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Indigestion's basis as a plant defense.

An invasion of insects ravaging alfalfa leaves is likely to be courting malnutrition. The plant quietly responds, in a matter of hours, by producing a chemical throughout that inhibits the insects' digestion. Related chemicals are found in large quantities in seeds of many legume species, where they may be part of a complex system boosting plant survival, biologists now report.

Scientists used to think of plants as generally defenseless against foragers, says Clarence A. Ryan of Washington State University in Pullman. But recent work demonstrates that plants can marshall a complex array of chemical countermeasures.

When a leaf of tomato, potato or alfalfa is injured by a chewing insect or by other mechanical means, a chemical message travels rapidly throughout the plant and induces the synthesis and accumulation of proteins that inhibit digestion in an animal's gut. That signal is a fragment of the plant cell wall; and the characterization of one of the digestion-inhibiting chemicals has just been reported. Called alfalfa trypsin inhibitor, it is a member of a family of protein-breakdown inhibitors that had previously been detected only in legume seeds.

Members of this set of inhibitors, called the Bowman-Birk family, make up a sizable fraction, about 5 percent, of the protein in the typical legume seed. They had been considered simply as storage proteins -- materials broken down for their components as the seed germinates into a plant. "But they might be there as a protective agent," Ryan says.

In laboratory experiments, the wound-induced inhibitors have serious effects on animal nutrition, Ryan says. Chicks fed inhibitor die. Rats and mice not only become malnourished because they cannot break down the protein they ingest, but their health is further undermined by an internal feedback system. Their pancreases enlarge to produce more and more protein-breakdown enzymes, which are ineffective in the presence of the wound-induced inhibitor.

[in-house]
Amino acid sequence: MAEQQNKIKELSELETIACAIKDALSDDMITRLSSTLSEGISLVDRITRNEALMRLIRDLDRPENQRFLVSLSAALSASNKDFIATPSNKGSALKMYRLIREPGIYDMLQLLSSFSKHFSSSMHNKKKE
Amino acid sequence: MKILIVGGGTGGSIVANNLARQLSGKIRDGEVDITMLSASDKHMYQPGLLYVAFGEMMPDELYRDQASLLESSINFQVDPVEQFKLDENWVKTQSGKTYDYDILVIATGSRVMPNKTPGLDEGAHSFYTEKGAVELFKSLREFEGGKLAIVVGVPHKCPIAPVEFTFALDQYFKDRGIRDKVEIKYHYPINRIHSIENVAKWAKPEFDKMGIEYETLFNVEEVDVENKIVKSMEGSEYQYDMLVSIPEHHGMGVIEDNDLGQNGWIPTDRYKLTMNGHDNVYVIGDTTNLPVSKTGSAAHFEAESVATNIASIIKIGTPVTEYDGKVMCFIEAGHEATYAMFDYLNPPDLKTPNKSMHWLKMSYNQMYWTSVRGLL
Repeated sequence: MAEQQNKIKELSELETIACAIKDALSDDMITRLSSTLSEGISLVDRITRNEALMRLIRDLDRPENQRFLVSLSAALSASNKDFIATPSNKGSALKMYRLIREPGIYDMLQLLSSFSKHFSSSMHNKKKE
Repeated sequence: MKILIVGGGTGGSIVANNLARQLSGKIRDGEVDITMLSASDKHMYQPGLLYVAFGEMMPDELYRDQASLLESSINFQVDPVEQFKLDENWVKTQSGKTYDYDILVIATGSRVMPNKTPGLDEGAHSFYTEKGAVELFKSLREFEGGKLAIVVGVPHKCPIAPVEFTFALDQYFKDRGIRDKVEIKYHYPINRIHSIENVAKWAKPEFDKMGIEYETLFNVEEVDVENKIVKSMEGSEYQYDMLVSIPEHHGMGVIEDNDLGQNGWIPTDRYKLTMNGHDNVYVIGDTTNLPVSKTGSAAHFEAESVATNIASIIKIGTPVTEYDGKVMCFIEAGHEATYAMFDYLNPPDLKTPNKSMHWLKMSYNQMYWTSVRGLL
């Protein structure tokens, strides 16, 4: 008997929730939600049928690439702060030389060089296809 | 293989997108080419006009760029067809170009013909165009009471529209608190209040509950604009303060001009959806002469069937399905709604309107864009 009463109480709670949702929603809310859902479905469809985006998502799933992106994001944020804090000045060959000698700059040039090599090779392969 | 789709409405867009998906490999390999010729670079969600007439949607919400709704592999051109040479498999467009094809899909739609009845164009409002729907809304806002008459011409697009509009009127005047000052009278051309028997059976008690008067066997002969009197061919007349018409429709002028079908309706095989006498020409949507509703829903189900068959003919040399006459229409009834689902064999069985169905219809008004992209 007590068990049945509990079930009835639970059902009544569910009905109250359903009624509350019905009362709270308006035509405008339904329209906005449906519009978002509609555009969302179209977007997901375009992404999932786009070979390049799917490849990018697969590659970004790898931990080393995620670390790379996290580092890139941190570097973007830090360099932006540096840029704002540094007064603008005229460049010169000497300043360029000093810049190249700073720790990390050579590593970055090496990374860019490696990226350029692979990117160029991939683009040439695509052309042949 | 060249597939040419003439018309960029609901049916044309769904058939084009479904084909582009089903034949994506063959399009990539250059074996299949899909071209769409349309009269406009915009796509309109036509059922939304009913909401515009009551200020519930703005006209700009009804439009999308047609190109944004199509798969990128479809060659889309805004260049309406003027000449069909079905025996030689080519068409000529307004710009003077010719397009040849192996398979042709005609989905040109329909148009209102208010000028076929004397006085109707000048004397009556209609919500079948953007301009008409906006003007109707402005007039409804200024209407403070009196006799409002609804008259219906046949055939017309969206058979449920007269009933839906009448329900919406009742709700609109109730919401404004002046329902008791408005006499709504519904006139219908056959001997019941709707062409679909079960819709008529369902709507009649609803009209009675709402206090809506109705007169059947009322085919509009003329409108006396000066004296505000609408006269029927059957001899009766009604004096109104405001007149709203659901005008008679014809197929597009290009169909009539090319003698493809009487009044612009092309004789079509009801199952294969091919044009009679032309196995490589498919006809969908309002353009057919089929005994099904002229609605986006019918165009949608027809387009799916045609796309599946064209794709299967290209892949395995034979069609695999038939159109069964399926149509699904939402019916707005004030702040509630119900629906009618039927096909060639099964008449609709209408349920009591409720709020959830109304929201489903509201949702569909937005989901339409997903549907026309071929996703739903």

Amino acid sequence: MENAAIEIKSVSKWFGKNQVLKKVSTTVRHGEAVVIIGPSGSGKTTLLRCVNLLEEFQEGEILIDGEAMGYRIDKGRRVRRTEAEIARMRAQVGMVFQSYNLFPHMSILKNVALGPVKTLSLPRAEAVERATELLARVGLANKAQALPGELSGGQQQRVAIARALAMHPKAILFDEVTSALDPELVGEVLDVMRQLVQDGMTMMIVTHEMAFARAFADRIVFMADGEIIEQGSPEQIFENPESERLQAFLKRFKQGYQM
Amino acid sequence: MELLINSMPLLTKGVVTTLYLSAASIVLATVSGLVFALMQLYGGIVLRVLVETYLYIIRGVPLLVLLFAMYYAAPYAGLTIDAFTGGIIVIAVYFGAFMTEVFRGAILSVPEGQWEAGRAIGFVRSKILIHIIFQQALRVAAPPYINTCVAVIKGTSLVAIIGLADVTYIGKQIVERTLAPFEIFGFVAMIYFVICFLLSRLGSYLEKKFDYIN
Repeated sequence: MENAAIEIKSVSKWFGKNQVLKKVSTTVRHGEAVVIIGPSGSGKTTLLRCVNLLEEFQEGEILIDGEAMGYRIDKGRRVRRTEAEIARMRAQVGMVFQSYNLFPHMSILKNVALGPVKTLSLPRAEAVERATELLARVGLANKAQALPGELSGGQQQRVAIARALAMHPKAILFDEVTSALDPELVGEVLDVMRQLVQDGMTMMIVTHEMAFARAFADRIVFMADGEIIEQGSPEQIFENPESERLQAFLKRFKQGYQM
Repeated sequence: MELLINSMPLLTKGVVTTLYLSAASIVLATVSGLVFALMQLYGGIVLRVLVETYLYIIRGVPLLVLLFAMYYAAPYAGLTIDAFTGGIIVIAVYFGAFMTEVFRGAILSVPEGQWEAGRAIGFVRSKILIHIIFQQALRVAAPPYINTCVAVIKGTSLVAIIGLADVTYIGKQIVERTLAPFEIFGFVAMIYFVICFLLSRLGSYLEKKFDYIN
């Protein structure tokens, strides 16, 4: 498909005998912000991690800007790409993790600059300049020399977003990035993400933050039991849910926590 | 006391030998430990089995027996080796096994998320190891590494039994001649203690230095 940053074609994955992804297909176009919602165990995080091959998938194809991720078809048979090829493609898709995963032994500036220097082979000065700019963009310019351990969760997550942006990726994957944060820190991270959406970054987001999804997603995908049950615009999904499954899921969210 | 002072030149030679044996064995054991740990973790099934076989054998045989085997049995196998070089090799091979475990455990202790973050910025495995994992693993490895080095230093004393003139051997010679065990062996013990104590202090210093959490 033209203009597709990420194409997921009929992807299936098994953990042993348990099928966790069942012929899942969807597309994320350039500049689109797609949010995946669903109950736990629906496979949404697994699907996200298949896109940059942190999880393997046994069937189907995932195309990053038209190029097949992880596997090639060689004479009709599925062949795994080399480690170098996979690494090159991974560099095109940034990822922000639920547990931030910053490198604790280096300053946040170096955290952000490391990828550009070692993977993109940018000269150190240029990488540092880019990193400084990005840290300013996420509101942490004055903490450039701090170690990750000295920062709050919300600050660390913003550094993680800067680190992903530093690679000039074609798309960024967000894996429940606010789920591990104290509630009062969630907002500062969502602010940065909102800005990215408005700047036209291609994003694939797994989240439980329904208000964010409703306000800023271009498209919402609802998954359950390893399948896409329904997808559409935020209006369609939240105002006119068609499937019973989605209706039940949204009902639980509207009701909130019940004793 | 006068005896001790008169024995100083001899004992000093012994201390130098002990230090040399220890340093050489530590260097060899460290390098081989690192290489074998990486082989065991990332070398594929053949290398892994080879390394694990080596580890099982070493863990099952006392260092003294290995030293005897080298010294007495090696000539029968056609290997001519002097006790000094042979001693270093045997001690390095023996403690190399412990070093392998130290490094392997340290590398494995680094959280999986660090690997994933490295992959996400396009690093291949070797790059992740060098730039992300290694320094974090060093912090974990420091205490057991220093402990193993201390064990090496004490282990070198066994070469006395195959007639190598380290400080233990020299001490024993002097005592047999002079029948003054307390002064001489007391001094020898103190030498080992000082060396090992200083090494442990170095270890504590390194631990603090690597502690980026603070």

In insects, scientists find that the inhibitors delay growth of larvae, allowing diseases and other predators to increase their toll. "Small larvae within a day or so will be in trouble," Ryan says. "Larger insects may take longer."

Although legumes (including alfalfa) and solanaceous plants (including potatoes and tomatoes) have similar wound-regulated defense systems, their inhibitors are distinct. Ryan now wants to analyze the underlying genes to determine whether the systems share an ancestor. "It is possible that similar gene-regulating systems are present in many plant families that activate genes coding for a variety of defense proteins," Ryan and colleagues Willis Brown of Washington State University and Koji Takio and Koiti Titani of the University of Washington in Seattle say in the April 23 BIOCHEMISTRY.

Ryan is also searching for the DNA "switchbox" that is regulated by wounding. He envisions using genetic engineering techniques to increase the amount of inhibitor produced by a plant or to introduce other genes, such as those encoding bacterial toxins, that would be produced only when the plant is under attack. The digestion inhibitors are broken down by heat, so an increase in their amounts would not be harmful to consumers of cooked food. In fact, Ryan says the inhibitors are themselves high-sulfur, high-lysine proteins, so they would build up the nutritive value of a plant.

"They could increase the quantity of the yield and also increase the quality," Ryan says. "That excites us very much."
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Author:Miller, Julie Ann
Publication:Science News
Date:May 25, 1985
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